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Abstract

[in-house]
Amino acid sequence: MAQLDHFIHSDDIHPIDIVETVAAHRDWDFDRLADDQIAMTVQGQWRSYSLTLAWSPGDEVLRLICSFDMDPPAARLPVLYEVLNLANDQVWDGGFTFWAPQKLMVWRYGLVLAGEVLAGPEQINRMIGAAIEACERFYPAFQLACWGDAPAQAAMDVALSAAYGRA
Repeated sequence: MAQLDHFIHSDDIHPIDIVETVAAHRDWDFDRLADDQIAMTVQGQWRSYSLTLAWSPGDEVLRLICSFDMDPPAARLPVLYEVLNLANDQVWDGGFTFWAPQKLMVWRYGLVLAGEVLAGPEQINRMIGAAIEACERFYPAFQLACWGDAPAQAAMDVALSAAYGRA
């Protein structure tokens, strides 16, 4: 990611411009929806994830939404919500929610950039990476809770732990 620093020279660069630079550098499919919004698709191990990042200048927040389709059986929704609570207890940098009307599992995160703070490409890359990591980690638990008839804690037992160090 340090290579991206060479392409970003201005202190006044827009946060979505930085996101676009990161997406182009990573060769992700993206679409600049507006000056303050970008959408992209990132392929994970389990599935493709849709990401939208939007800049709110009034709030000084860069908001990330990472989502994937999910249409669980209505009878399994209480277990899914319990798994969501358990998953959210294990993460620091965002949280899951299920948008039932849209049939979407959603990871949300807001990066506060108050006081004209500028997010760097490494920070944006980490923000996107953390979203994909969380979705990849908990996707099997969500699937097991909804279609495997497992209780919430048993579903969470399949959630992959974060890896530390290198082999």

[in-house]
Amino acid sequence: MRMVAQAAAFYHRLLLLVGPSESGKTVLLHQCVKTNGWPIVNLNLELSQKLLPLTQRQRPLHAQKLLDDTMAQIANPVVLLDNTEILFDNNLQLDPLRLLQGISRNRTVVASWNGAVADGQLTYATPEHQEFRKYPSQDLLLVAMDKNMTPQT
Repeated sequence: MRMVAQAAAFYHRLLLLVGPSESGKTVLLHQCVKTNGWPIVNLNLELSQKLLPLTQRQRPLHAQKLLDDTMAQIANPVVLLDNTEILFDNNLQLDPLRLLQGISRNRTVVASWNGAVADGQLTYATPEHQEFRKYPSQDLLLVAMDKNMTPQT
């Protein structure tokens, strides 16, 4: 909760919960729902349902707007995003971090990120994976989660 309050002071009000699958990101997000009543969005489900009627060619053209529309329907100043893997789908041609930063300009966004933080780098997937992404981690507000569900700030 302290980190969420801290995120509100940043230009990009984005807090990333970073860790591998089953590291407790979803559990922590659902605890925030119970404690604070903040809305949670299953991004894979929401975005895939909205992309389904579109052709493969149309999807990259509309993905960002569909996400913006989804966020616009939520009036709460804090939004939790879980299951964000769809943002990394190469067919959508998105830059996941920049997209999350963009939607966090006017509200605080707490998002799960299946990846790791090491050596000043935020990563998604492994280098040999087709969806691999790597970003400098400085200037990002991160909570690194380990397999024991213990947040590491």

Public good objectives have, for many years, encouraged governments to target farmers with propositions for change to their production practices. Initially these propositions were attempts to accelerate the adoption of innovations that offered enhanced productivity. They have come to include change designed to enhance environmental stewardship. Coarse or incomplete specification of the costs and benefits of practice change, and of the whole process in which its promotion is embedded, impedes meaningful analysis of likely levels of adoption. In this paper frameworks from marketing and organisational behaviour are applied to a case study to evaluate their possible usefulness to the better framing of adoption decision making.

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